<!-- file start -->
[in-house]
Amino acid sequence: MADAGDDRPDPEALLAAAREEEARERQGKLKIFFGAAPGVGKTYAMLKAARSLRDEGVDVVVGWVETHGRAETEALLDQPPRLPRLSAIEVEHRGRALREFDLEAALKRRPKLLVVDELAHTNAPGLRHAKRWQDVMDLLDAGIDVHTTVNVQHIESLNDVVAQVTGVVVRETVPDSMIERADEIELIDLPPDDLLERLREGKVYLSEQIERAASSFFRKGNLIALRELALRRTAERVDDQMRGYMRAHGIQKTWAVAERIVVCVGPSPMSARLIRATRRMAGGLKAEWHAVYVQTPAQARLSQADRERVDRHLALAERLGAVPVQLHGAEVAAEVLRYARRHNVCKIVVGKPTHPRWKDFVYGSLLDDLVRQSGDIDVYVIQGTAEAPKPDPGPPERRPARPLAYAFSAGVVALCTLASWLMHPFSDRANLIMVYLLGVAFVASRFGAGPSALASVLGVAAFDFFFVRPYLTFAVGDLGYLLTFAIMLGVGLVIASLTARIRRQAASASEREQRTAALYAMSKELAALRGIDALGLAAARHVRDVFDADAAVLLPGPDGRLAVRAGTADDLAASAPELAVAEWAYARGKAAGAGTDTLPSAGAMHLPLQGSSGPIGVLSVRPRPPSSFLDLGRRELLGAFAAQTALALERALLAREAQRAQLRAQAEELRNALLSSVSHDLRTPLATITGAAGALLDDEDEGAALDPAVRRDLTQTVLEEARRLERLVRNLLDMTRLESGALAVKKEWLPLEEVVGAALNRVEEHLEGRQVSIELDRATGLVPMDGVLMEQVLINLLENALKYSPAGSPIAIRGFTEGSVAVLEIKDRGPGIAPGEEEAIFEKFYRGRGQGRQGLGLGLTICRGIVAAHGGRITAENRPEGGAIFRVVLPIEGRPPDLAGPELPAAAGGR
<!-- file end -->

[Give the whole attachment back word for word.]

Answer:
[in-house]
Amino acid sequence: MADAGDDRPDPEALLAAAREEEARERQGKLKIFFGAAPGVGKTYAMLKAARSLRDEGVDVVVGWVETHGRAETEALLDQPPRLPRLSAIEVEHRGRALREFDLEAALKRRPKLLVVDELAHTNAPGLRHAKRWQDVMDLLDAGIDVHTTVNVQHIESLNDVVAQVTGVVVRETVPDSMIERADEIELIDLPPDDLLERLREGKVYLSEQIERAASSFFRKGNLIALRELALRRTAERVDDQMRGYMRAHGIQKTWAVAERIVVCVGPSPMSARLIRATRRMAGGLKAEWHAVYVQTPAQARLSQADRERVDRHLALAERLGAVPVQLHGAEVAAEVLRYARRHNVCKIVVGKPTHPRWKDFVYGSLLDDLVRQSGDIDVYVIQGTAEAPKPDPGPPERRPARPLAYAFSAGVVALCTLASWLMHPFSDRANLIMVYLLGVAFVASRFGAGPSALASVLGVAAFDFFFVRPYLTFAVGDLGYLLTFAIMLGVGLVIASLTARIRRQAASASEREQRTAALYAMSKELAALRGIDALGLAAARHVRDVFDADAAVLLPGPDGRLAVRAGTADDLAASAPELAVAEWAYARGKAAGAGTDTLPSAGAMHLPLQGSSGPIGVLSVRPRPPSSFLDLGRRELLGAFAAQTALALERALLAREAQRAQLRAQAEELRNALLSSVSHDLRTPLATITGAAGALLDDEDEGAALDPAVRRDLTQTVLEEARRLERLVRNLLDMTRLESGALAVKKEWLPLEEVVGAALNRVEEHLEGRQVSIELDRATGLVPMDGVLMEQVLINLLENALKYSPAGSPIAIRGFTEGSVAVLEIKDRGPGIAPGEEEAIFEKFYRGRGQGRQGLGLGLTICRGIVAAHGGRITAENRPEGGAIFRVVLPIEGRPPDLAGPELPAAAGGR